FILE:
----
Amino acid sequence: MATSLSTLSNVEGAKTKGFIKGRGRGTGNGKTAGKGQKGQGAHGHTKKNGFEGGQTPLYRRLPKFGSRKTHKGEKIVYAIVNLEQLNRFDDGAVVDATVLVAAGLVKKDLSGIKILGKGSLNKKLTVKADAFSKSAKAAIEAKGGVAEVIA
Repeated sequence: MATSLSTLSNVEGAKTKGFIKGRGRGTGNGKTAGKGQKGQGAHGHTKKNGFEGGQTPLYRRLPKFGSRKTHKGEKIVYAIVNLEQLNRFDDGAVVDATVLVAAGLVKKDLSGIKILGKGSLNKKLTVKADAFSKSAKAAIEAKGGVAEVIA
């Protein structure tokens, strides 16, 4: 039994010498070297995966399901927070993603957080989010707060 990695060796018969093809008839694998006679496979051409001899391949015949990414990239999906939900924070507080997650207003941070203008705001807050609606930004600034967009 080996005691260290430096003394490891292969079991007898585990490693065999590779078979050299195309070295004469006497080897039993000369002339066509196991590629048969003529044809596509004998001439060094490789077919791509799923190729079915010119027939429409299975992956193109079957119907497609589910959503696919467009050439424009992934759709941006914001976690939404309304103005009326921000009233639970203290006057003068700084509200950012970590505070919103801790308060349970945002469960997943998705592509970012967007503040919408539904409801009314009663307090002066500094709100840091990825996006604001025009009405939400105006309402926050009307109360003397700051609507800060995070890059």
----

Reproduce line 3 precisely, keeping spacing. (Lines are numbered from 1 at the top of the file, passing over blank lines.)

């Protein structure tokens, strides 16, 4: 039994010498070297995966399901927070993603957080989010707060 990695060796018969093809008839694998006679496979051409001899391949015949990414990239999906939900924070507080997650207003941070203008705001807050609606930004600034967009 080996005691260290430096003394490891292969079991007898585990490693065999590779078979050299195309070295004469006497080897039993000369002339066509196991590629048969003529044809596509004998001439060094490789077919791509799923190729079915010119027939429409299975992956193109079957119907497609589910959503696919467009050439424009992934759709941006914001976690939404309304103005009326921000009233639970203290006057003068700084509200950012970590505070919103801790308060349970945002469960997943998705592509970012967007503040919408539904409801009314009663307090002066500094709100840091990825996006604001025009009405939400105006309402926050009307109360003397700051609507800060995070890059």